May 15

Walt Whitman registers the title, “Leaves of Grass,” with the U.S. District Court, NY

May 15, 1855

Related Lessons

  • Walt Whitman to Langston Hughes: Poems for a Democracy
    Lesson Plan / Art & Culture
    Walt Whitman to Langston Hughes: Poems for a Democracy

    Walt Whitman sought to create a new and distinctly American form of poetry. His efforts had a profound influence on subsequent generations of American poets. In this lesson, students will explore the historical context of Whitman's concept of "democratic poetry" by reading his poetry and prose and by examining daguerreotypes taken circa 1850. Next, students will compare the poetic concepts and techniques behind Whitman's "I Hear America Singing" and Langston Hughes' "Let America Be America Again," and will have an opportunity to apply similar concepts and techniques in creating a poem from their own experience.

  • Walt Whitman's Notebooks and Poetry: the Sweep of the Universe
    Lesson Plan / History & Social Studies
    Walt Whitman's Notebooks and Poetry: the Sweep of the Universe

    Clues to Walt Whitman's effort to create a new and distinctly American form of verse may be found in his Notebooks, now available online from the American Memory Collection. In an entry to be examined in this lesson, Whitman indicated that he wanted his poetry to explore important ideas of a universal scope (as in the European tradition), but in authentic American situations and settings using specific details with direct appeal to the senses.

L. Frank Baum (“The Wonderful Wizard of Oz”) born

May 15, 1856

Emily Dickinson, American poet, dies

May 15, 1886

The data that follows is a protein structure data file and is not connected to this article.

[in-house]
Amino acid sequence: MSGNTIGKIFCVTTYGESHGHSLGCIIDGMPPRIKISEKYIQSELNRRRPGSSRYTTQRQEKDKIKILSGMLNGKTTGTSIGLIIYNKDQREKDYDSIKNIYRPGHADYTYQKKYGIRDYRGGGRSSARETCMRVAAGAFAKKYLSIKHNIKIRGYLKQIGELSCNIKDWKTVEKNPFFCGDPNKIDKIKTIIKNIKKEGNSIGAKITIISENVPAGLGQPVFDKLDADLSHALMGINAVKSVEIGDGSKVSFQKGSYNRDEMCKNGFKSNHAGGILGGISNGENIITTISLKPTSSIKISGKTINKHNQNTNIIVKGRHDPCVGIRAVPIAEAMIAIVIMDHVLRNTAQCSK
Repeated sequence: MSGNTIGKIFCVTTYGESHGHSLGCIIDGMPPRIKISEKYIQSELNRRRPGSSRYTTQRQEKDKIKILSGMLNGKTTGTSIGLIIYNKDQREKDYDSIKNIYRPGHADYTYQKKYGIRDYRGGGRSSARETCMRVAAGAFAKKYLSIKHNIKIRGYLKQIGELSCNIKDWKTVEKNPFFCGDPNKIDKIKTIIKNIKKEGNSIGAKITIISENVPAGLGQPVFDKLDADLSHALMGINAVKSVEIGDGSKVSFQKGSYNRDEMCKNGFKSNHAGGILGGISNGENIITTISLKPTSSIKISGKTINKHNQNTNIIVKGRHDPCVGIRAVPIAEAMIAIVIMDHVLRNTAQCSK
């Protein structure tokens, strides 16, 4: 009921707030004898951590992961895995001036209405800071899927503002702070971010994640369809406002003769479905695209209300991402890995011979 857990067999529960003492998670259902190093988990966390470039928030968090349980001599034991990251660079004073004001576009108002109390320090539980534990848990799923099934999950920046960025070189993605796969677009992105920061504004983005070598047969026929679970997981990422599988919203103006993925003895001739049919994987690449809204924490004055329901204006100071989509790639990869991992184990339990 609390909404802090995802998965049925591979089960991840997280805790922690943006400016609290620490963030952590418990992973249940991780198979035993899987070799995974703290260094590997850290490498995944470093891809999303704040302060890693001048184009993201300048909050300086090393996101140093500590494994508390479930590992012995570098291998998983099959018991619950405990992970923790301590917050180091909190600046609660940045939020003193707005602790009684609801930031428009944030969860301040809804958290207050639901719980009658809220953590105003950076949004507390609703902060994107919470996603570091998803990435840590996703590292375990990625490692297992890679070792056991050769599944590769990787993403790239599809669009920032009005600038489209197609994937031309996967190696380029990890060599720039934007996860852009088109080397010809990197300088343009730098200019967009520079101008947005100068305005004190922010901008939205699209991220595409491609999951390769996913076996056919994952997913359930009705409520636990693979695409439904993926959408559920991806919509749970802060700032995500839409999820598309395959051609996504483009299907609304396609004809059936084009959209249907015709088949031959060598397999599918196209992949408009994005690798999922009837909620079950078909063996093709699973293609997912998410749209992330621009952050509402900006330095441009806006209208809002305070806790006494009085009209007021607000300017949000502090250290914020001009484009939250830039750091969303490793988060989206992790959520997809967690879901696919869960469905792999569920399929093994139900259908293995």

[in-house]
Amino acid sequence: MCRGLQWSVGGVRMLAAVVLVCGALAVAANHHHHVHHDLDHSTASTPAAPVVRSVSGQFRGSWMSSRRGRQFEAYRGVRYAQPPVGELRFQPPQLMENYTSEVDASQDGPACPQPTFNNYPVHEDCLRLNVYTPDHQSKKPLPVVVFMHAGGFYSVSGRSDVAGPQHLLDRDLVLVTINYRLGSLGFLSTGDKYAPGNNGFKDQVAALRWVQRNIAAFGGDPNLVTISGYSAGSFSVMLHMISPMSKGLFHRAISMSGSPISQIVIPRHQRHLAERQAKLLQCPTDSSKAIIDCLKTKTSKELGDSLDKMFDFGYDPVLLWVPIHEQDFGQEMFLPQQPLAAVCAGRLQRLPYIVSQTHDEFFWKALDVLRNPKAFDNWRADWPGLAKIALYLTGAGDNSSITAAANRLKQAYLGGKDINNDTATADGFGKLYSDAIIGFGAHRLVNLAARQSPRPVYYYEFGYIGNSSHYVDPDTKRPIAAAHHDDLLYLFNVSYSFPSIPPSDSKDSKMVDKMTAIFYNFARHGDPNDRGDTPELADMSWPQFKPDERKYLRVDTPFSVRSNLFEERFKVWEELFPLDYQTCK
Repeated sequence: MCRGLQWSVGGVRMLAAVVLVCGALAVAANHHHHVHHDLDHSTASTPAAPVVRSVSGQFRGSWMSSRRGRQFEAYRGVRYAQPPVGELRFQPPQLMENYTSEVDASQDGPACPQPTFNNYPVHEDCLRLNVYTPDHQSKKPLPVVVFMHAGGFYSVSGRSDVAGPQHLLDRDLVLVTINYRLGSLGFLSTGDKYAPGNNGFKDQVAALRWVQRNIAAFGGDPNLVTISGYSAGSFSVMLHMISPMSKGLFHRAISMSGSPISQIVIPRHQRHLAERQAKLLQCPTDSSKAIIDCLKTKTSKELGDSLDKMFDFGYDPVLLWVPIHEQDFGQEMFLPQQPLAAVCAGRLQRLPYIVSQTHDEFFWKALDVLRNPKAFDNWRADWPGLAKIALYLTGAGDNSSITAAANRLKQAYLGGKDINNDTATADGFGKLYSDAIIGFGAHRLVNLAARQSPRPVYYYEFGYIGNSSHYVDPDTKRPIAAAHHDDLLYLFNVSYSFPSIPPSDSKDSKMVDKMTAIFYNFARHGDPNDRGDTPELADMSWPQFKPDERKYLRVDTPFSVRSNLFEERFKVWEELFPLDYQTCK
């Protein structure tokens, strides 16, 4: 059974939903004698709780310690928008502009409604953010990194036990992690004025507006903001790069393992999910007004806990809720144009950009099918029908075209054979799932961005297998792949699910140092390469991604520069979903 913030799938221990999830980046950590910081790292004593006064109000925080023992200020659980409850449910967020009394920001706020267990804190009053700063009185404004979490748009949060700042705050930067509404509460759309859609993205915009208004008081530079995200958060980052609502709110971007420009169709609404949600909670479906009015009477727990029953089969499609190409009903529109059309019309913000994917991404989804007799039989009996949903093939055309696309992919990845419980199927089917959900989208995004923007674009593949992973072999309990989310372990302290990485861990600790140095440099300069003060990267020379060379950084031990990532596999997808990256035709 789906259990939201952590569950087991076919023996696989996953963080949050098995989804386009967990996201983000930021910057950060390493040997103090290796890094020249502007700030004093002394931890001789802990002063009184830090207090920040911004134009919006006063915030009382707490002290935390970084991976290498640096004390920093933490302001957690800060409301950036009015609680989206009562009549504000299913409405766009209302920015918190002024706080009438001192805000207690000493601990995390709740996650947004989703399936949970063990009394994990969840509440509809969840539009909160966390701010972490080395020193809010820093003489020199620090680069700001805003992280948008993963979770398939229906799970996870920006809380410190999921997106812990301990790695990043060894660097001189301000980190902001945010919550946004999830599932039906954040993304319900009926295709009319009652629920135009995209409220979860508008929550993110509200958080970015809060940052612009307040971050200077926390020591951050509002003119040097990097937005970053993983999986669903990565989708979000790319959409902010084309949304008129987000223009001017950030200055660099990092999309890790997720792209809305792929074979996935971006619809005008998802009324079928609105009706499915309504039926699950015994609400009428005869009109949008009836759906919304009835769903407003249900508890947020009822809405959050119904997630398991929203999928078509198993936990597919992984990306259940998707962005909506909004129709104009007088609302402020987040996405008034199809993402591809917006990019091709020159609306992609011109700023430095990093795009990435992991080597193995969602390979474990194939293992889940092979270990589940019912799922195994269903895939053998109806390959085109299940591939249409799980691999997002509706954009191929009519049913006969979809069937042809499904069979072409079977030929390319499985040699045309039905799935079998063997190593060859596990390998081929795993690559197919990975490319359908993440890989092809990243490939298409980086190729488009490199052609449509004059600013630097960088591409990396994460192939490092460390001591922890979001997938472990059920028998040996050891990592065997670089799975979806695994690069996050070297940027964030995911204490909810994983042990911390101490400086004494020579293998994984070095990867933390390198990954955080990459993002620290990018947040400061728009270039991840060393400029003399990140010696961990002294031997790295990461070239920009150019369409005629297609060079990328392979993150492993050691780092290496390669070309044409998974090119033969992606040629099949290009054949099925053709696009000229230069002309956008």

Related Lessons

  • Lesson 1: In Emily Dickinson's Own Words: Letters and Poems
    Lesson Plan / History & Social Studies
    Lesson 1: In Emily Dickinson's Own Words: Letters and Poems

    Reading Emily Dickinson’s letters alongside her poems helps students to better appreciate a remarkable voice in American literature, grasp how Dickinson perceived herself and her poetry, and—perhaps most relevant to their own endeavors—consider the ways in which a writer constructs a “supposed person.”

  • Lesson Plan / History & Social Studies
    Lesson 2: Responding to Emily Dickinson: Poetic Analysis

    In this lesson, students will explore Dickinson’s poem “Safe in their Alabaster Chambers” both as it was published as well as how it developed through Dickinson’s correspondence with her sister-in-law Susan Huntington Gilbert Dickinson.

  • Lesson 3: Emulating Emily Dickinson: Poetry Writing
    Lesson Plan / History & Social Studies
    Lesson 3: Emulating Emily Dickinson: Poetry Writing

    In this lesson, students closely examine Dickinson’s poem “There’s a certain slant of light” in order to understand her craft. Students explore different components of Dickinson’s poetry and then practice their own critical and poetry writing skills in an emulation exercise. Finally, in the spirit of Dickinson’s correspondences, students will exchange their poems and offer informed critiques of each others’ work.